Thanks to widespread news coverage or manufacturer notices in their mailbox, most people are now well aware of the massive auto recall covering airbags found in an array of vehicle models manufactured by everyone from Acura to Volvo.
To recap, federal regulators have estimated that roughly 32 million vehicles are now subject to the recall, the largest in U.S. history, covering faulty airbags manufactured by the Takata Corporation.
The problem is that Takata's faulty airbags and airbag inflators can explode without warning, sending metal shrapnel flying throughout the vehicle interior. To date, over 100 personal injuries and eight fatalities have been linked to the auto defect.
In recent developments, the Senate Committee on Commerce, Science and Transportation has released a new report, thanks to the efforts of ranking minority member Senator Bill Nelson (D-FL), detailing some shocking revelations concerning the actions of Takata during the midst of the recall.
The report, which was centered around roughly 13,000 internal documents and emails provided to the committee by Takata, made some of the following findings:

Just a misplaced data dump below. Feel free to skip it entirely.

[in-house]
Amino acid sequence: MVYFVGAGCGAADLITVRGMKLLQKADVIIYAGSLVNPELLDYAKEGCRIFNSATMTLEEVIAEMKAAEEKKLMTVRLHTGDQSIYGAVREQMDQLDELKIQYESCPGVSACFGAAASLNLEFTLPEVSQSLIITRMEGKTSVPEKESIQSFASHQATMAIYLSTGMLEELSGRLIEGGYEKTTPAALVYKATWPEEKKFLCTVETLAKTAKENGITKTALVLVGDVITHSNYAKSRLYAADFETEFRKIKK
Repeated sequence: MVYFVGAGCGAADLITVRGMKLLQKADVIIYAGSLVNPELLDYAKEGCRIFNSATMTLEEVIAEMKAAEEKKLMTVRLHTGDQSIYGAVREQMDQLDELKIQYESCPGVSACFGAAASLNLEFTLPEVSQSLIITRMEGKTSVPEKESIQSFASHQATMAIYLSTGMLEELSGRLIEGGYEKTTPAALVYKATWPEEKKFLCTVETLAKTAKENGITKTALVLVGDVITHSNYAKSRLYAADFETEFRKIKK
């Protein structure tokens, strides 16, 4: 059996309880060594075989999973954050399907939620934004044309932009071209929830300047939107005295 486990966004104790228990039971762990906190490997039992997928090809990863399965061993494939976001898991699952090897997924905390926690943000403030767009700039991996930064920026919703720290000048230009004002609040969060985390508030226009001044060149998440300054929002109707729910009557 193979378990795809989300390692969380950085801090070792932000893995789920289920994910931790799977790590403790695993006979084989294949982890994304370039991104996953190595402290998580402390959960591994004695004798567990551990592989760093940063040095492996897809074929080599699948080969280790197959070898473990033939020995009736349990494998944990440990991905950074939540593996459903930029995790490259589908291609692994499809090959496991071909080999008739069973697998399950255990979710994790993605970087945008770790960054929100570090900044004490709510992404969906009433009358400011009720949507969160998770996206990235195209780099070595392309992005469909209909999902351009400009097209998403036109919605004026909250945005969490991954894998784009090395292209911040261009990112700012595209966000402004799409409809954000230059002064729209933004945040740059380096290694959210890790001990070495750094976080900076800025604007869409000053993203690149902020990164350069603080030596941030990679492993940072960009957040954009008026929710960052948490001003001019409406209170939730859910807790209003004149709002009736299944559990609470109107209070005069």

- In 2009, roughly one year after Honda initiated a small-scale recall to replace defective airbags, Takata stopped conducting safety audits at its factories around the world and only re-launched them in 2011 as a means of saving money.
- In 2013, Takata's airbag manufacturing plant in Monclova, Mexico introduced significant changes to assembly lines without receiving approval from the company's safety or engineering directors.
Another fascinating aspect of the committee's report is its criticism of the National Highway Traffic Safety Administration for failing to take more aggressive investigatory actions back in 2008 and 2009 after Honda's recall actions, suggesting that such a step could have helped resolved the airbag defect years earlier.
In addition to calling on the NHTSA to leverage its own power to speed up the airbag recalls and improve its auto recall database, the committee report also calls on Congress to increase the agency's annual budget and boost the cap on automakers fines for safety violations from $35 million to $300 million.
It will be fascinating to see how this plays out in the coming months and how the NHTSA responds. Stay tuned for updates ...
If you have suffered serious personal injuries or lost a loved one because an auto defect, please consider speaking with an experienced legal professional to learn more about your rights and your options.